Henry slid to a stop in front of her, breathing deeply.  He loudly exhaled and said, “What’s up, hottie?”

Mareen’s eyes blazed and she fiercely kissed her husband.  The infuriating man acted like he was expecting it.  She was so tired and relieved she began chuckling into his lips as she leaned against him.  She heard Henry fire an exogun over her shoulder and she didn’t even need to look.  She knew he probably had destroyed another monster that got too close.

Being useful was great and she was proud of herself.  She felt like a real adventurer.  She knew she was truly powerful now… but damn it was nice to have her husband at her side again.

Vitaliya dodged another lethal strike.  She concentrated for a moment and her flame flexed, twisting and charring the attacking creature’s clawed limb, but it just switched to its other arm.

The twisted, rotting monsters seemed endless and they felt no pain.  Vitaliya had been in a number of battles, most of them through her training.  When she wreathed herself in flames, other living things usually shied away or at least took pause.  Not these things.

She’d never felt so helpless.  Her flames didn’t even phase the huge group of monster converging on her position.

And she could feel the ground thump beneath her feet as something huge walked closer.

Gonzo was holding his own.  He was strong, fast, his ice attacks were debilitating, and he could even heal himself.  He didn’t advertise his abilities, but Vitaliya had seen him heal a deep cut on his arm before.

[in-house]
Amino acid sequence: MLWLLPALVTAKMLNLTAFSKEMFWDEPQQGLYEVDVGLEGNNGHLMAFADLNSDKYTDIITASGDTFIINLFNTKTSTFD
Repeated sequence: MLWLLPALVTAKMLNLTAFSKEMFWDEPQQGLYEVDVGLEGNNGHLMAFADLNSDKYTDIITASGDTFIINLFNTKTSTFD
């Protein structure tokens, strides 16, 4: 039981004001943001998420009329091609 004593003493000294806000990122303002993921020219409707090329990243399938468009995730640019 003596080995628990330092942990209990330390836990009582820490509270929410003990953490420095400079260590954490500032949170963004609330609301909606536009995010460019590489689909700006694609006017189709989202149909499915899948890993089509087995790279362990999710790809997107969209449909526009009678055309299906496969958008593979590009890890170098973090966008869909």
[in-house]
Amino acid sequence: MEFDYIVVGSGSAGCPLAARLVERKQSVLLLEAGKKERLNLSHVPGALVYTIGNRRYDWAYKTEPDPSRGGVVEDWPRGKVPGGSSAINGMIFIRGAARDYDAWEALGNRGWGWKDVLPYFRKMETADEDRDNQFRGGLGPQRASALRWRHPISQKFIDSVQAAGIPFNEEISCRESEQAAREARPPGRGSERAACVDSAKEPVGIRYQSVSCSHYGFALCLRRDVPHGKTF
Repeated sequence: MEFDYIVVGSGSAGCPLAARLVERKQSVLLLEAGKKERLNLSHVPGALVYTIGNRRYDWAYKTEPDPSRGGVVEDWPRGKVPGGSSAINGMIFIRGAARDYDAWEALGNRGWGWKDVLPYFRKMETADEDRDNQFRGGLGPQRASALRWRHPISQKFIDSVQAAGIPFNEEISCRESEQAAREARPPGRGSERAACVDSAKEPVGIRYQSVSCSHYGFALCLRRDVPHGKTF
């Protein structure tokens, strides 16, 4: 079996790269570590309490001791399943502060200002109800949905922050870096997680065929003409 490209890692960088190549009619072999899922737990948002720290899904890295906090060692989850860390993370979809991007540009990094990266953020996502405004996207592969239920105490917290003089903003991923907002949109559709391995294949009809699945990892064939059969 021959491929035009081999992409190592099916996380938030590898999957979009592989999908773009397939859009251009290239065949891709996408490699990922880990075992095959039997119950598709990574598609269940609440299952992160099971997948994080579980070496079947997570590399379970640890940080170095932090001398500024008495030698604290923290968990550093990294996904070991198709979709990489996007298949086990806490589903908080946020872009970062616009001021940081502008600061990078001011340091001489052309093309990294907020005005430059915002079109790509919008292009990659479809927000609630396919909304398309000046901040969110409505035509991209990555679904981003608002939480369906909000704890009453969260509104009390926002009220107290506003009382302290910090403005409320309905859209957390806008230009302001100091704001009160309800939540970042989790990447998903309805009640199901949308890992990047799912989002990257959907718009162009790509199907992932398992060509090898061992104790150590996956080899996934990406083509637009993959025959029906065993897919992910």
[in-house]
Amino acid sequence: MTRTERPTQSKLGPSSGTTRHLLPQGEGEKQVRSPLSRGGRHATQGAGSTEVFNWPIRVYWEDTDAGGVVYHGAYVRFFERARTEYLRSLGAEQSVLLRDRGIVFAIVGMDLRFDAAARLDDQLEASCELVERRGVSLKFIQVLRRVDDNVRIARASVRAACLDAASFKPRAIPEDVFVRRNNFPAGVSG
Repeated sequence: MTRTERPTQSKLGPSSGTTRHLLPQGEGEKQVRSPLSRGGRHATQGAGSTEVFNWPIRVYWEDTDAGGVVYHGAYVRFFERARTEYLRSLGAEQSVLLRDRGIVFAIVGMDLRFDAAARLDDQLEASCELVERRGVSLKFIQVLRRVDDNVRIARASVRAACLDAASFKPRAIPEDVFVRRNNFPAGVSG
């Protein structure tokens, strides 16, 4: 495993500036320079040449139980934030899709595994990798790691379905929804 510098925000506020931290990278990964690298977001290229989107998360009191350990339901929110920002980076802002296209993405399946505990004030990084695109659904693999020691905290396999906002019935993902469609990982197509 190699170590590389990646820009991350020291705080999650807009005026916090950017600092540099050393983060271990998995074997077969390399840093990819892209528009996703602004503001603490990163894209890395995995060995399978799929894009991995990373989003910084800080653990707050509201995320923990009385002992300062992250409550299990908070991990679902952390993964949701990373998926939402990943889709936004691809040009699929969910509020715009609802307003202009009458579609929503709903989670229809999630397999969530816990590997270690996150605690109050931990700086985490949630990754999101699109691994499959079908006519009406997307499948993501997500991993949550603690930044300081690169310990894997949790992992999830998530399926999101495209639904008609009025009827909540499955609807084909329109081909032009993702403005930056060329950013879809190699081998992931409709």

The man was currently standing in a ring of ice spikes facing outwards from the ground at chest height, keeping the monsters off of himself as he tried to thin them out.  He calmly fashioned magic spears one after another and threw them into the hoard.

Gonzo and Vitaliya had both realized that hitting the diseased monsters in the head put them down for good, but Vitaliya had a hard time using her magic with that much precision.  Her short sword wasn’t exactly the best weapon to be taking heads with, either.

At least Gonzo was effective, but he was still slowly, surely getting overrun.  The monsters were impaling themselves on his spikes and starting to climb over each other.  Whatever huge thing was approaching their location was almost on top of them judging by how the ground shook.  The situation was looking grim.

Suddenly, the footsteps stopped and a huge crash rattled the ground.  Vitaliya spared a glance and saw Uluula rocketing out of the mists, her halberd trailing fire.

Vitaliya was mildly surprised.  Uluula had never impressed her very much.  She’d just assumed the Areva woman was a calculating aristocrat, working towards a cushy life through her association with Jason.  Uluula practiced combatives and wore weapons, but Vitaliya never took the smaller woman very seriously.

Vitaliya’s blood chilled a bit when she saw Uluula almost casually cut a couple creatures in half.  Uluula held an arm pointed behind her, her bracer throwing out a line.  She let the line pull her back, zipping away from a couple attacking monsters.

The woman was fast and extremely skilled.  Vitaliya immediately adjusted her assessment.  One aspect of her training for Berber Intelligence was to never let pride interfere with analyzing facts.

“Hit them in the brain or cut off their heads,” she yelled.

Uluula nodded and called back, “That makes sense.  I couldn’t bring the big one down until I put a mist spear through its eye.”   Uluula’s polearm spun in her hands.  She began hacking and slashing through the surrounding monsters.  The halberd’s magic-fueled, plasma blade charred putrid flesh and bones; the stink was overwhelming.  Vitaliya gagged but she still preferred the smell to being dead.